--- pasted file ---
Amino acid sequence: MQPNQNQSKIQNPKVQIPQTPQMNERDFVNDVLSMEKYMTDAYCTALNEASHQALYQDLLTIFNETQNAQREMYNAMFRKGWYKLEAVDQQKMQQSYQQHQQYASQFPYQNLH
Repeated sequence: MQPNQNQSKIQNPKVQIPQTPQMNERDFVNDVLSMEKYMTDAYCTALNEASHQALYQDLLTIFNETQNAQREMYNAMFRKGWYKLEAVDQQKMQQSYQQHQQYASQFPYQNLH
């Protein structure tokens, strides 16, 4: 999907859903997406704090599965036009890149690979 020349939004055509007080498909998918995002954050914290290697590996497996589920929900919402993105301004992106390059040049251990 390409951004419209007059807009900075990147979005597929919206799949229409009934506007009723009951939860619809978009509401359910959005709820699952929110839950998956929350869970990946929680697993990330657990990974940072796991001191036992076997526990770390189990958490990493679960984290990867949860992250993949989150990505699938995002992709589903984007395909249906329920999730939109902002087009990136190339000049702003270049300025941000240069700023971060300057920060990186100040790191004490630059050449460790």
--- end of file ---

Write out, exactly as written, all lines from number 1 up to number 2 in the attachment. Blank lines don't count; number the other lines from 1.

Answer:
Amino acid sequence: MQPNQNQSKIQNPKVQIPQTPQMNERDFVNDVLSMEKYMTDAYCTALNEASHQALYQDLLTIFNETQNAQREMYNAMFRKGWYKLEAVDQQKMQQSYQQHQQYASQFPYQNLH
Repeated sequence: MQPNQNQSKIQNPKVQIPQTPQMNERDFVNDVLSMEKYMTDAYCTALNEASHQALYQDLLTIFNETQNAQREMYNAMFRKGWYKLEAVDQQKMQQSYQQHQQYASQFPYQNLH